These mites are able to walk short distances and are spread long distances by being carried by wind or by clinging on and attaching themselves to our pets and wild animals… even your own clothing, which also means humans can transport them too. Their most devious way of entry into your garden is via winged insects like aphids, and whiteflies. For example, these canny insects can simply hitch a ride by clinging onto the legs of whiteflies. Male mites actually transport eggs to new foliage, so if you have removed an infested plant, ensure that you treat the other plants too.

You will learn that no one thing will completely rid you of these mites but you will be able to manage them better with a regime of an array of different treatments at different stages of your plants life cycle.

There are many strong miticides out on the market currently, but unfortunately the majority of them are Not organic. Worst still most of these non-organic mite killers are usually systemic and no discerning organic grower will even look at these types of products.

NEEM OIL is a good thing to have as a preventative measure, and acts as a great anti feeding deterrent.

COMPOST TEA for battling these mites is also a great tool to have up your sleeve. There are some on the market which claim to deal with these mites but nothing you couldn’t really make yourself.

MONOMERIC PHENOLS have been proven to act as a great anti feeding deterrent or pest feeding deterrent. Monomeric phenols are found in worm humus or worm manure. Worms uptake soil particles and absorb humic acids through their guts, then excrete monomeric phenols and polychlorinated phenols into vermi-compost. Drenching your plants with a vermi-compost tea has shown in various tests and studies to reduce damage between 25-50%. So introducing compost teas is a must and your plants will definitely thank you for it.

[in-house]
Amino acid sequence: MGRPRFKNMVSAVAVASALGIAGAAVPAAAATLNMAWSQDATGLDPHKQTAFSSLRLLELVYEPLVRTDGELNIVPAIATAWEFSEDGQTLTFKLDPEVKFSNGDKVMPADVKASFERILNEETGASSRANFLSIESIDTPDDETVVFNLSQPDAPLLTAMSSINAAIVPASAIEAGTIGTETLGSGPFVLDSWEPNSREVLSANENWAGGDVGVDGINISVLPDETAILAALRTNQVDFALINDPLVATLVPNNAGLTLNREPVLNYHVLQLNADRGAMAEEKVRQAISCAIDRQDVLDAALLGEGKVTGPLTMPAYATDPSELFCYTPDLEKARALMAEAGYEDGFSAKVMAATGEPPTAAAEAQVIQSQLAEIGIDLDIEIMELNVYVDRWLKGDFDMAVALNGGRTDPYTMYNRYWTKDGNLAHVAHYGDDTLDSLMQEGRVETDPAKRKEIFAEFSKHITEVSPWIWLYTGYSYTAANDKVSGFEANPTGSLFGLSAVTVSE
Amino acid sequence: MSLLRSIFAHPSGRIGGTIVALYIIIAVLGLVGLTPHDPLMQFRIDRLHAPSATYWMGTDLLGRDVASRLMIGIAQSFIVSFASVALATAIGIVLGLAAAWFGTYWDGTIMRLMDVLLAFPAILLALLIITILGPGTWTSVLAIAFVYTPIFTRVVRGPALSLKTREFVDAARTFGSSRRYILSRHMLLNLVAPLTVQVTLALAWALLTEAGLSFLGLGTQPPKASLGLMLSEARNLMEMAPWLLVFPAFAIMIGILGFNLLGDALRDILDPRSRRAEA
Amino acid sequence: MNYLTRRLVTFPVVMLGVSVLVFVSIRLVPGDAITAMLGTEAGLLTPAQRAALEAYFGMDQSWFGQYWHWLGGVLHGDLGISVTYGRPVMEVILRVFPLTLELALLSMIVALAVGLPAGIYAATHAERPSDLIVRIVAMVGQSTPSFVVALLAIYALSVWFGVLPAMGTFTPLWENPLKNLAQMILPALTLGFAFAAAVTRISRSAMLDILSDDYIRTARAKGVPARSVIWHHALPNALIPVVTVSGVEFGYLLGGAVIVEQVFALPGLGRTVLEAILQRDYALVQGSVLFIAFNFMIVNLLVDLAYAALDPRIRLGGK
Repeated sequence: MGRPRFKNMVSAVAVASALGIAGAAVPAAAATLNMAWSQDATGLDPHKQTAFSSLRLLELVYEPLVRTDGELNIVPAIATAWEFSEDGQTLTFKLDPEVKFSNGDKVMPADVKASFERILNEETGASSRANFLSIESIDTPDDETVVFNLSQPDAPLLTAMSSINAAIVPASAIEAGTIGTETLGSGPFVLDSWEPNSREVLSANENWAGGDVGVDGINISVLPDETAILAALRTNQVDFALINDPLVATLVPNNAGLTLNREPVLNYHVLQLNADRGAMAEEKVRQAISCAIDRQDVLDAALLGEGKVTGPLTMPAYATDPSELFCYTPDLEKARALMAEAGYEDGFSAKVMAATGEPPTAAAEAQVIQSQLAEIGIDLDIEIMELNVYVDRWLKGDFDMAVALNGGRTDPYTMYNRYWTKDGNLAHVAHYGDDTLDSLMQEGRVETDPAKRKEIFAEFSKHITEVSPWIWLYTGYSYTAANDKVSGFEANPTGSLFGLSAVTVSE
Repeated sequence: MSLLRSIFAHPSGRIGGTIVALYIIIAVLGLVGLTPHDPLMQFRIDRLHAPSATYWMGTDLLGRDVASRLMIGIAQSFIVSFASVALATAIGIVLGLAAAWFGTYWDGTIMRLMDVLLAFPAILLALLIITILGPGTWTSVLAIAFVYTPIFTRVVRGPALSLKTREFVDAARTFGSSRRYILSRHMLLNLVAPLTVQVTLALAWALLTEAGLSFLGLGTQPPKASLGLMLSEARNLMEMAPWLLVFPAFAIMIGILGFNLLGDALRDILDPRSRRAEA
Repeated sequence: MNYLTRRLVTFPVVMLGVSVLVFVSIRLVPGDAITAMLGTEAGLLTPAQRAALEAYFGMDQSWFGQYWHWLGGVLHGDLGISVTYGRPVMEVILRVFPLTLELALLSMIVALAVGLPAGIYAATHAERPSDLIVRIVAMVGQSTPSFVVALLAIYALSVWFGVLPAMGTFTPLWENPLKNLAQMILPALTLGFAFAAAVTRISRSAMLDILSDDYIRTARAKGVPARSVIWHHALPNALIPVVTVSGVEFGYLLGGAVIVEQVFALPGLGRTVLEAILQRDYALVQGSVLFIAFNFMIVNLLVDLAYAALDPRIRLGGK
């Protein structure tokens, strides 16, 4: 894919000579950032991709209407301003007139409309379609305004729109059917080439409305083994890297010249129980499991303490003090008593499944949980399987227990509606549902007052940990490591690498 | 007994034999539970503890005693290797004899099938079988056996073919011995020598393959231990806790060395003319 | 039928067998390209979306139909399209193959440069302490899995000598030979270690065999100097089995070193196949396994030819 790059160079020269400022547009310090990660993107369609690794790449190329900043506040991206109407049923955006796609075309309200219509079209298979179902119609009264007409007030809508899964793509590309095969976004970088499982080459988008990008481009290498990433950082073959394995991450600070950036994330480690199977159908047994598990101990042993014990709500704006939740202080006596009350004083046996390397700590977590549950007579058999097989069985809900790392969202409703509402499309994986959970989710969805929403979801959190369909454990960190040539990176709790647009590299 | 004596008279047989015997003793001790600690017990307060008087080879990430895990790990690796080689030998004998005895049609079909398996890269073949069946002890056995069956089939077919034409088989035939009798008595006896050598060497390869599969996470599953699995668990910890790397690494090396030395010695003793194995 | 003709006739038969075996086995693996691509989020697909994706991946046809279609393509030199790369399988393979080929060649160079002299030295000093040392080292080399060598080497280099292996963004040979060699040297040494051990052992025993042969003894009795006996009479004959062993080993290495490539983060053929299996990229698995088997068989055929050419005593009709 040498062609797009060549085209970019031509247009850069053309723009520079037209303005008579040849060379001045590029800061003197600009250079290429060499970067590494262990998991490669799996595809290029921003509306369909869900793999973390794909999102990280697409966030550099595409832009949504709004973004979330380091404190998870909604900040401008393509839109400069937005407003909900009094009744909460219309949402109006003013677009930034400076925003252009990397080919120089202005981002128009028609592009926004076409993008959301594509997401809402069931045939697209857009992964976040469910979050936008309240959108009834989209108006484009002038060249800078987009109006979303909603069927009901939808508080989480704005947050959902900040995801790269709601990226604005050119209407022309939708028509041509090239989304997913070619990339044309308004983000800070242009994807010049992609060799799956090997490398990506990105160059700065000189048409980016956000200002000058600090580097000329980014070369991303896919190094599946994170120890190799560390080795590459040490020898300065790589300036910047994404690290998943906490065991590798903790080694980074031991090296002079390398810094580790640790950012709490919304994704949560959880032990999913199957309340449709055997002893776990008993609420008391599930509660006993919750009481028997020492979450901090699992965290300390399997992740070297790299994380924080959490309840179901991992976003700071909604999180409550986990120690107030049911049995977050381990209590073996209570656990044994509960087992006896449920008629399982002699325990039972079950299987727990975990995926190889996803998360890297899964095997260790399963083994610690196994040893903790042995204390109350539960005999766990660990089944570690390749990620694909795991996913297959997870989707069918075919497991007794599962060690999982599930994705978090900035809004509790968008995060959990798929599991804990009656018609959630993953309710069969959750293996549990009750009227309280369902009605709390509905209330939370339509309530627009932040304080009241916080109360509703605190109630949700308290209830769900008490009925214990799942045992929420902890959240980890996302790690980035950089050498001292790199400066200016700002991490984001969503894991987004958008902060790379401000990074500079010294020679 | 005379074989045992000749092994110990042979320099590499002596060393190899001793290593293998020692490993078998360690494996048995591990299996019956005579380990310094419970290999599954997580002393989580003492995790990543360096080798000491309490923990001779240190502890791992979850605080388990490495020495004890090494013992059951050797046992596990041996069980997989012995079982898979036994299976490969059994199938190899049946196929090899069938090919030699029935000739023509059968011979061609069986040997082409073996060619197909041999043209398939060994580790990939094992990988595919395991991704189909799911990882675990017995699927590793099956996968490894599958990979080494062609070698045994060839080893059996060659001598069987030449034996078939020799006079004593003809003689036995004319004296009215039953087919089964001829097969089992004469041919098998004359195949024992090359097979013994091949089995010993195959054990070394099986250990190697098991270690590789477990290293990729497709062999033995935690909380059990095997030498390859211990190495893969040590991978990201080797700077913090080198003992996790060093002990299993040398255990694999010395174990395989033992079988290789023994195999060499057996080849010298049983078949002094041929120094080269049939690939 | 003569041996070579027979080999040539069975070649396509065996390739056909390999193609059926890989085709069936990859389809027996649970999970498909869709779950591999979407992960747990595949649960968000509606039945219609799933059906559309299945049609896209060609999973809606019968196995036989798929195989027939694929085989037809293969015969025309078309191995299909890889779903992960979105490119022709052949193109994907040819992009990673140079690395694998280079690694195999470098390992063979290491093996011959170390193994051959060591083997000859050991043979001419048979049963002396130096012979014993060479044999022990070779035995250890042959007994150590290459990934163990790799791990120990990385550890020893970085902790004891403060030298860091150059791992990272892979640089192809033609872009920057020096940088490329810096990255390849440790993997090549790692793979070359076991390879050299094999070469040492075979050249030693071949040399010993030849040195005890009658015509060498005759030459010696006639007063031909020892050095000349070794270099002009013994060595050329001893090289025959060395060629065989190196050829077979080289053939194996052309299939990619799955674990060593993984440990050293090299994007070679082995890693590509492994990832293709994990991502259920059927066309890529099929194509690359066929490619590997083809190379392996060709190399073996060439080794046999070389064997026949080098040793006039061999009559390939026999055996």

DIATOMACEOUS EARTH can also act as a great organic killer for these mites and slow down their cycle quite dramatically. Diatomaceous Earth can be bought in powder form and literally puffed onto your plants and any crawling creature will quite literally get torn apart. It can be seen as mother natures barbed wire, the downside to this is that you need to manage and time the uses of this powder especially if foliar spraying (Diatomaceous Earth is no longer effective if wet). So puff it on the plants after they have had their foliar spray and left to dry.

NUKE EM by Flying Skull, has recently entered the fight against these mites. An organic OMRI listed product that actually helps to lower and decrease numbers of mites drastically by penetrating their outer shell and ultimately destroying their life cycle. This product cannot be used together with other solutions. Nuke Em can be sprayed right up till the day of harvest if needed.

PREDATORY MITES can be used when your fruits and flowers begin their bloom period because it becomes more difficult to spray some edibles regularly. Therefore it is also strongly recommended that biological predatory mites are introduced throughout your blooming cycle. They are called Swirskii mites (Amblyseius swirskii). These predatory mites eat the mites you don’t want and they love eating broad and cyclamen mites. The Swirskii’s die off when their food source finishes.

Tip: If you have any leftover predatory mite sachets, it’s very good to share a few in your propagator with any new seedlings or even new cuttings you’ve brought in as a precaution.

Remember that these organic methods need to be staggered varied and time managed professionally, meaning you will have to put the effort in. There is no easy way and no two schedules or regimes may turn out the same. Plants, like people are varied and where one regime/schedule may work well with one breed it may need tweaking for another. So be prepared for some frustration and ongoing research.

PREVENTION is the best form of defence. Even if you’re sure you have no such mite infestation, it is still better to use these organic methods of combat as a form of prevention, as these are not the type of pest I would wish on anyone as it is so devastating.